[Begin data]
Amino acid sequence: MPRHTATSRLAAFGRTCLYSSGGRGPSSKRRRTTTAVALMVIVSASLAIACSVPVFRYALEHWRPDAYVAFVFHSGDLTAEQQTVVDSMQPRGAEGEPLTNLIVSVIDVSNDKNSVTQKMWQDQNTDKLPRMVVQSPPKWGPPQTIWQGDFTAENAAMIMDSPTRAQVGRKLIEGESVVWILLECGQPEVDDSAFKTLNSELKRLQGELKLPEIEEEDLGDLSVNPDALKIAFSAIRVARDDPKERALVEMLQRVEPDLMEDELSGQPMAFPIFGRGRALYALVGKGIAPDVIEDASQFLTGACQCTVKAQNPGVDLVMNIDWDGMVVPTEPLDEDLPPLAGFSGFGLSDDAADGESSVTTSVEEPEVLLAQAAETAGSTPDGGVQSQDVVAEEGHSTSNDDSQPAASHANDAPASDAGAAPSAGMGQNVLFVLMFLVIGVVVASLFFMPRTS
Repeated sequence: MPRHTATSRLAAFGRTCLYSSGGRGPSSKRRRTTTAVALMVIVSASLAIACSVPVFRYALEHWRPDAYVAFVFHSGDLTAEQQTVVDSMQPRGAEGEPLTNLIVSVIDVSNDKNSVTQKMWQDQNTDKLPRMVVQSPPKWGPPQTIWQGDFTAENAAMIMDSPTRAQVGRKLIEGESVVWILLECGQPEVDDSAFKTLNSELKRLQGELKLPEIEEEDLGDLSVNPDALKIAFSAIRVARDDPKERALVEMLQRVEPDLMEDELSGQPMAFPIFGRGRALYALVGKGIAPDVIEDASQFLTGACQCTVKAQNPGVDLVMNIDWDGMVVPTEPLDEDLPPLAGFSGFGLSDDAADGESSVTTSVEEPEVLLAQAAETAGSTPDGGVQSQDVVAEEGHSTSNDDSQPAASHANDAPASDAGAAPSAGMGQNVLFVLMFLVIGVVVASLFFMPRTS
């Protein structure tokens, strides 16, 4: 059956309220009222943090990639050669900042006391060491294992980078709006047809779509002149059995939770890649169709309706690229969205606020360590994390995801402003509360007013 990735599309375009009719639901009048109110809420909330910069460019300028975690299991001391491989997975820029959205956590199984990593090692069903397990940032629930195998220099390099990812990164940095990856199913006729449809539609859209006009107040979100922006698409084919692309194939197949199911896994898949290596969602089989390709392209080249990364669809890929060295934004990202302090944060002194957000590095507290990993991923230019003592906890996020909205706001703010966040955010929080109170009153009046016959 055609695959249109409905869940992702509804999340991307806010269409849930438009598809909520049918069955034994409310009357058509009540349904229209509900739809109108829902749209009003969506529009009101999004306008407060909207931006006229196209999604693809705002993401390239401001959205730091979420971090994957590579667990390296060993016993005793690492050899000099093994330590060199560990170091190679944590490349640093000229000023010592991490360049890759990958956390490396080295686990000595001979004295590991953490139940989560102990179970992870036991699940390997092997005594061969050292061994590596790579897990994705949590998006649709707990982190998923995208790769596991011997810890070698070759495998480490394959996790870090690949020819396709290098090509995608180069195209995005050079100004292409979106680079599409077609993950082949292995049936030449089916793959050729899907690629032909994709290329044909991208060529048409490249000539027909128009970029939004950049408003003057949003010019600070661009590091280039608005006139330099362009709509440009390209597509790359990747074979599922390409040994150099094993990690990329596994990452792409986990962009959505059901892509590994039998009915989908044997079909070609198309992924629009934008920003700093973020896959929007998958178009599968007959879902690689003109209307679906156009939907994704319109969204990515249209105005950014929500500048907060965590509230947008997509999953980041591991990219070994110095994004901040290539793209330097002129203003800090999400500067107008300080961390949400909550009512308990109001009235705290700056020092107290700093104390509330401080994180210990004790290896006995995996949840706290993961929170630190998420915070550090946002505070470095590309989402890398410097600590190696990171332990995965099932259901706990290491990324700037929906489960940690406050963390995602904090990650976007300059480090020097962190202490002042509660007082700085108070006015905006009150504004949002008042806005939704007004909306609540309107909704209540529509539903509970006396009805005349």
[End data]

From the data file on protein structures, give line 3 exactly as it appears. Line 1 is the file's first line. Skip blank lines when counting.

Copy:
């Protein structure tokens, strides 16, 4: 059956309220009222943090990639050669900042006391060491294992980078709006047809779509002149059995939770890649169709309706690229969205606020360590994390995801402003509360007013 990735599309375009009719639901009048109110809420909330910069460019300028975690299991001391491989997975820029959205956590199984990593090692069903397990940032629930195998220099390099990812990164940095990856199913006729449809539609859209006009107040979100922006698409084919692309194939197949199911896994898949290596969602089989390709392209080249990364669809890929060295934004990202302090944060002194957000590095507290990993991923230019003592906890996020909205706001703010966040955010929080109170009153009046016959 055609695959249109409905869940992702509804999340991307806010269409849930438009598809909520049918069955034994409310009357058509009540349904229209509900739809109108829902749209009003969506529009009101999004306008407060909207931006006229196209999604693809705002993401390239401001959205730091979420971090994957590579667990390296060993016993005793690492050899000099093994330590060199560990170091190679944590490349640093000229000023010592991490360049890759990958956390490396080295686990000595001979004295590991953490139940989560102990179970992870036991699940390997092997005594061969050292061994590596790579897990994705949590998006649709707990982190998923995208790769596991011997810890070698070759495998480490394959996790870090690949020819396709290098090509995608180069195209995005050079100004292409979106680079599409077609993950082949292995049936030449089916793959050729899907690629032909994709290329044909991208060529048409490249000539027909128009970029939004950049408003003057949003010019600070661009590091280039608005006139330099362009709509440009390209597509790359990747074979599922390409040994150099094993990690990329596994990452792409986990962009959505059901892509590994039998009915989908044997079909070609198309992924629009934008920003700093973020896959929007998958178009599968007959879902690689003109209307679906156009939907994704319109969204990515249209105005950014929500500048907060965590509230947008997509999953980041591991990219070994110095994004901040290539793209330097002129203003800090999400500067107008300080961390949400909550009512308990109001009235705290700056020092107290700093104390509330401080994180210990004790290896006995995996949840706290993961929170630190998420915070550090946002505070470095590309989402890398410097600590190696990171332990995965099932259901706990290491990324700037929906489960940690406050963390995602904090990650976007300059480090020097962190202490002042509660007082700085108070006015905006009150504004949002008042806005939704007004909306609540309107909704209540529509539903509970006396009805005349």